While reviewers tended to praise the book and movie, vocal skeptics of global warming protested almost immediately. Richard S. Lindzen, a climatologist at the Massachusetts Institute of Technology and a member of the National Academy of Sciences, who has long expressed skepticism about dire climate predictions, accused Mr. Gore in The Wall Street Journal of “shrill alarmism.”

Some of Mr. Gore’s centrist detractors point to a report last month by the Intergovernmental Panel on Climate Change, a United Nations body that studies global warming. The panel went further than ever before in saying that humans were the main cause of the globe’s warming since 1950, part of Mr. Gore’s message that few scientists dispute. But it also portrayed climate change as a slow-motion process.

It estimated that the world’s seas in this century would rise a maximum of 23 inches — down from earlier estimates. Mr. Gore, citing no particular time frame, envisions rises of up to 20 feet and depicts parts of New York, Florida and other heavily populated areas as sinking beneath the waves, implying, at least visually, that inundation is imminent.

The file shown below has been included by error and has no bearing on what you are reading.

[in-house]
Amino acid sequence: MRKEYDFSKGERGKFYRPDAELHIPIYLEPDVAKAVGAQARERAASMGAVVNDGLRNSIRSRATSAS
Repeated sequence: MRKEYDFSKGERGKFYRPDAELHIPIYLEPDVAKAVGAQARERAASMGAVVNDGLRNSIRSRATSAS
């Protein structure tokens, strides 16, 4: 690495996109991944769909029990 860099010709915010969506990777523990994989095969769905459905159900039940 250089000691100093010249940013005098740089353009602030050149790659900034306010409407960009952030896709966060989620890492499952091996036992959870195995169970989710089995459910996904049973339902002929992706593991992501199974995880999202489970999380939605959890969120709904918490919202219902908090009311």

Bjorn Lomborg, a statistician and political scientist in Denmark long skeptical of catastrophic global warming, said in a syndicated article that the panel, unlike Mr. Gore, had refrained from scaremongering. “Climate change is a real and serious problem” that calls for careful analysis and sound policy, Dr. Lomborg said. “The cacophony of screaming,” he added, “does not help.”

So too, a report last June by the National Academies seemed to contradict Mr. Gore’s portrayal of recent temperatures as the highest in the past millennium. Instead, the report said, current highs appeared unrivaled since only 1600, the tail end of a temperature rise known as the medieval warm period.

Roy Spencer, a climatologist at the University of Alabama, Huntsville, said on a blog that Mr. Gore’s film did “indeed do a pretty good job of presenting the most dire scenarios.” But the June report, he added, shows “that all we really know is that we are warmer now than we were during the last 400 years.”

Other critics have zeroed in on Mr. Gore’s claim that the energy industry ran a “disinformation campaign” that produced false discord on global warming. The truth, he said, was that virtually all unbiased scientists agreed that humans were the main culprits. But Benny J. Peiser, a social anthropologist in Britain who runs the Cambridge-Conference Network, or CCNet, an Internet newsletter on climate change and natural disasters, challenged the claim of scientific consensus with examples of pointed disagreement.